Field biology is an important part of the field of biology. In general, field biology operates at the level of the organism, community, ecosystem, or landscape and encompasses the fields of ecology, environmental science and organismal biology. Field biologists use nature as a laboratory to develop and test biological questions. Because of the complexity of the natural world, field biology tends to integrate both biological and physical attributes of the environment. This complexity requires considerable attention to experimental design in order to design and conduct experiments that control for confounding variables while still maintaining inference. Accordingly, most field biologists conduct experimental manipulations of conditions and/or organisms as part of their work. This complexity also put a premium on statistics in testing hypotheses. Therefore, students who study field biology in class or in their research develop strong quantitative and experimental design skills. Additional benefits to field biology include the joy of being in the outdoors and the ability to develop natural history skills and increase appreciate for organisms and the environment.

Field biology plays an important role in biology and in conservation. For example our understanding of the evolution of life is derived from both reductionist approaches in the lab and field studies of organisms interacting with their environment. Field biology aims to understand and predict how organisms respond to long-term environmental variation. F&M field biologists work in a variety of local (Millport Conservancy, Lancaster County Central Park, Middle Creek Wildlife Management Area), regional (Lacawac Sanctuary in the Pocono Mountains), national (Harvard Forest, and international (Canadian Rocky Mountains, Belize, Argentina).

The Biology department of Franklin & Marshall College has a particular strength in Field Biology, especially for a liberal arts college. Four faculty specialize in field biology research: Tim Sipe (plant physiological and community ecology), Janet Fischer (community ecology and limnology of alpine lakes), Mark Olson (freshwater ecology and fisheries biology), and Dan Ardia (evolutionary biology and behavioral ecology of birds and insects). Several other faculty members utilize field-collected organisms and their environmental context in their research: Peter Fields (biochemical adaptation), Joe Thompson (ontogeny of muscle development), and Jamie Blair (evolutionary genomics and bioinformatics). In addition, two full-time visiting faculty and research associates integrate field and laboratory studies in their work: Jorge Mena-Ali (plant reproductive ecology and evolution) and Brian Barringer (Evolution and ecology of plant mating systems).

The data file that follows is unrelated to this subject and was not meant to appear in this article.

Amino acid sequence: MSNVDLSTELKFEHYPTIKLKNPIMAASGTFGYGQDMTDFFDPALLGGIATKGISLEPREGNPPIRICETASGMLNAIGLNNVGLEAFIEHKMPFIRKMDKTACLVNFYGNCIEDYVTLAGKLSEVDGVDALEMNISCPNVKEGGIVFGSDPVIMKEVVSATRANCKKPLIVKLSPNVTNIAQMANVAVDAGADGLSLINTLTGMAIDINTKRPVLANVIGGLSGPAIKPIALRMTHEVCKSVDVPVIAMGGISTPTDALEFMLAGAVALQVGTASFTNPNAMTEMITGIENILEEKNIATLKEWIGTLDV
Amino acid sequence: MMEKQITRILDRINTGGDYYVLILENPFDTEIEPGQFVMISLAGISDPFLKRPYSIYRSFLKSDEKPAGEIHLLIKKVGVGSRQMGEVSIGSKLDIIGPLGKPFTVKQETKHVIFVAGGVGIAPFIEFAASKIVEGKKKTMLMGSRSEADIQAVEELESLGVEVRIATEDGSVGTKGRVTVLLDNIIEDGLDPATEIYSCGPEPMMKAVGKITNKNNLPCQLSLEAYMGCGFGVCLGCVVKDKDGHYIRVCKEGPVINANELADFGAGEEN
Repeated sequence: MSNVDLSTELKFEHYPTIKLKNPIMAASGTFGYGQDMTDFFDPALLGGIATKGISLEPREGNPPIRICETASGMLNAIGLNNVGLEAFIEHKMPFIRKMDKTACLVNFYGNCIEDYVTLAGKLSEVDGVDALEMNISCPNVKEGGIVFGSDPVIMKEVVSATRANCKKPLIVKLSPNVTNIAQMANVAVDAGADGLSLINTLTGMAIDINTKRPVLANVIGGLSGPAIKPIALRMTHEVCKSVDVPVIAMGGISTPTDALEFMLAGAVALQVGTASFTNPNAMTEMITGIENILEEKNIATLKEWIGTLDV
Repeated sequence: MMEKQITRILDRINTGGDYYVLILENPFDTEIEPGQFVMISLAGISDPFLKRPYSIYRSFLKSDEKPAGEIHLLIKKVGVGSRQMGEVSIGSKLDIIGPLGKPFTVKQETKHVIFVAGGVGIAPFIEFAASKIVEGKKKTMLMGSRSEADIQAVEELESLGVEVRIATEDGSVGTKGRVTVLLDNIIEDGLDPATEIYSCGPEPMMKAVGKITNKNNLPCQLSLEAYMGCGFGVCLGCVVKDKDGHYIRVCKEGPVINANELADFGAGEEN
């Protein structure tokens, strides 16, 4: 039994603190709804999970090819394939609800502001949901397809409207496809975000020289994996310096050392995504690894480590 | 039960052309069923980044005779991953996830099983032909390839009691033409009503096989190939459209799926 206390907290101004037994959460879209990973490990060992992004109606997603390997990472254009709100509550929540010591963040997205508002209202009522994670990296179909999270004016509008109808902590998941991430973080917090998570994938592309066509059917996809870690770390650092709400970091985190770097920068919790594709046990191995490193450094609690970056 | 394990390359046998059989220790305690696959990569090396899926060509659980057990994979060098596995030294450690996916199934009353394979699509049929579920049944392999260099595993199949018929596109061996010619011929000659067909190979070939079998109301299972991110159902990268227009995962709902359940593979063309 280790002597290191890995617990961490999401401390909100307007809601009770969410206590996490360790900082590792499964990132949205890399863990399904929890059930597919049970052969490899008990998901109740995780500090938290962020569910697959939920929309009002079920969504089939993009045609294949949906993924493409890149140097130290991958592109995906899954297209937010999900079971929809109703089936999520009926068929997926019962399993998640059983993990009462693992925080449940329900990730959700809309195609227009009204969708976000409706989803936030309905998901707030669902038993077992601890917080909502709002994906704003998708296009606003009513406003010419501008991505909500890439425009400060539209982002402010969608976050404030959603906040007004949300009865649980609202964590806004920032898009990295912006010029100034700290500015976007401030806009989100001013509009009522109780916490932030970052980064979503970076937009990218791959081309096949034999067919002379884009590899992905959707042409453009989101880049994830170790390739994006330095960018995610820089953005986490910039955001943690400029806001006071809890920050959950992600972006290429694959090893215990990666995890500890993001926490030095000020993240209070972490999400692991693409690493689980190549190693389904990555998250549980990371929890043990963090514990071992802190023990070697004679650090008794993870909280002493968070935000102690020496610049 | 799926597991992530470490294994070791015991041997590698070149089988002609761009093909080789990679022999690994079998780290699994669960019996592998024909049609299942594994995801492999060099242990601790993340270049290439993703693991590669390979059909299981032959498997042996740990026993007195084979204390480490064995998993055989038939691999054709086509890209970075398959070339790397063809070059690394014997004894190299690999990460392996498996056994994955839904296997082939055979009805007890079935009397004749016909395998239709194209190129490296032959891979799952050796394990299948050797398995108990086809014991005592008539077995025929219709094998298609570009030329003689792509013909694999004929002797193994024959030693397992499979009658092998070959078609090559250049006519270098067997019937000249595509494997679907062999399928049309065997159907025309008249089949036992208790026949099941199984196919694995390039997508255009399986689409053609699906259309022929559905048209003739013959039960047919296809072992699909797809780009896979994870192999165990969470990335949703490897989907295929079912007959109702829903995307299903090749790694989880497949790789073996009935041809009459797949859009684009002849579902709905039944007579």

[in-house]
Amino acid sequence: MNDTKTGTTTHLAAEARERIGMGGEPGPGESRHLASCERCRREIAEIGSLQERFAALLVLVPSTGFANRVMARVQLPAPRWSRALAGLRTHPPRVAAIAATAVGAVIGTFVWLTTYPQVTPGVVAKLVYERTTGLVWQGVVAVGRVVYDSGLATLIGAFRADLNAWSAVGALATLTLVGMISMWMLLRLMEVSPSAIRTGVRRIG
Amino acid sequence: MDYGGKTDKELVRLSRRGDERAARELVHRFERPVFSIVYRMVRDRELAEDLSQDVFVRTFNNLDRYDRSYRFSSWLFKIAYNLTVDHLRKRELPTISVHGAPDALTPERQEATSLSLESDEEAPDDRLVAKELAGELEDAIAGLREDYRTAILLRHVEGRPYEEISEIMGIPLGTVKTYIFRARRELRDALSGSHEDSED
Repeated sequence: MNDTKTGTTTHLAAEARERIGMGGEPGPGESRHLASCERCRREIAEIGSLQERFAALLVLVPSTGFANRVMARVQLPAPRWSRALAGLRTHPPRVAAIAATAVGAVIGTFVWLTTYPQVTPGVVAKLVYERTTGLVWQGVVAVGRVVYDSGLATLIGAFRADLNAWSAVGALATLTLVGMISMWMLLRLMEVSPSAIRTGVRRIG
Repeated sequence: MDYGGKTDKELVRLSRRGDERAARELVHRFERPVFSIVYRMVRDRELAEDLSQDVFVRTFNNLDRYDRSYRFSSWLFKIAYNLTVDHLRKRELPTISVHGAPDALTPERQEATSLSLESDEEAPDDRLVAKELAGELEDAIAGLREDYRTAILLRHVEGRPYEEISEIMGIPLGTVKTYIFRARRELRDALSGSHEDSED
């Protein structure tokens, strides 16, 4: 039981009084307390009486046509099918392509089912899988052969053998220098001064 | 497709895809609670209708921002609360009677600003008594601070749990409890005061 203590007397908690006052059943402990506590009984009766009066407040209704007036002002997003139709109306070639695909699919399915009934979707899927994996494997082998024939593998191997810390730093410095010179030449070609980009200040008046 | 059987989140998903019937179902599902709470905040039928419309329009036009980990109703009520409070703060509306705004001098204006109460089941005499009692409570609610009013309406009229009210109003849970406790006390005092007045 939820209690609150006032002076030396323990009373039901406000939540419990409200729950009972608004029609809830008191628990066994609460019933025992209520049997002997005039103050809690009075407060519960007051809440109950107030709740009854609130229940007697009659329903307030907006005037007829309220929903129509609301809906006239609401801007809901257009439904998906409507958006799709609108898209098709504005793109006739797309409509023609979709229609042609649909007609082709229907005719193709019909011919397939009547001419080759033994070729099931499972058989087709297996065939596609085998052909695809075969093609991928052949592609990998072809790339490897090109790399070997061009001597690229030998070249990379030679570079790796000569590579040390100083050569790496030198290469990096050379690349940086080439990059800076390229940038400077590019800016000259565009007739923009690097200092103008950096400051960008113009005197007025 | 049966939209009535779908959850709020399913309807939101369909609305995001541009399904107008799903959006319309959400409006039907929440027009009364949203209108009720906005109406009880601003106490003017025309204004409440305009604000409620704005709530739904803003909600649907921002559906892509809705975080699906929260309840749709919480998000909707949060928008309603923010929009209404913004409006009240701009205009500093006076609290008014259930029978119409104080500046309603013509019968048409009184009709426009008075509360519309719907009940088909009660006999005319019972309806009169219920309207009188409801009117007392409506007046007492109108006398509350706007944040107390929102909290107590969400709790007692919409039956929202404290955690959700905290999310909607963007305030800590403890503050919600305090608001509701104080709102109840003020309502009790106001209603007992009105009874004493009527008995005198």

Courses with a strong field focus offered in the Biology department include Bio 323 Ecology, Bio 342 Forest Ecosystems, Bio 340 Plant Ecology, Bio 325 Marine Biology, Bio 336 Evolution. In addition, students in our introductory course Bio 110 Principles of Evolution, Ecology & Heredity spend time in the field during the laboratory portion of the course. Additional field studies options can be found in the Department of Earth and Environment.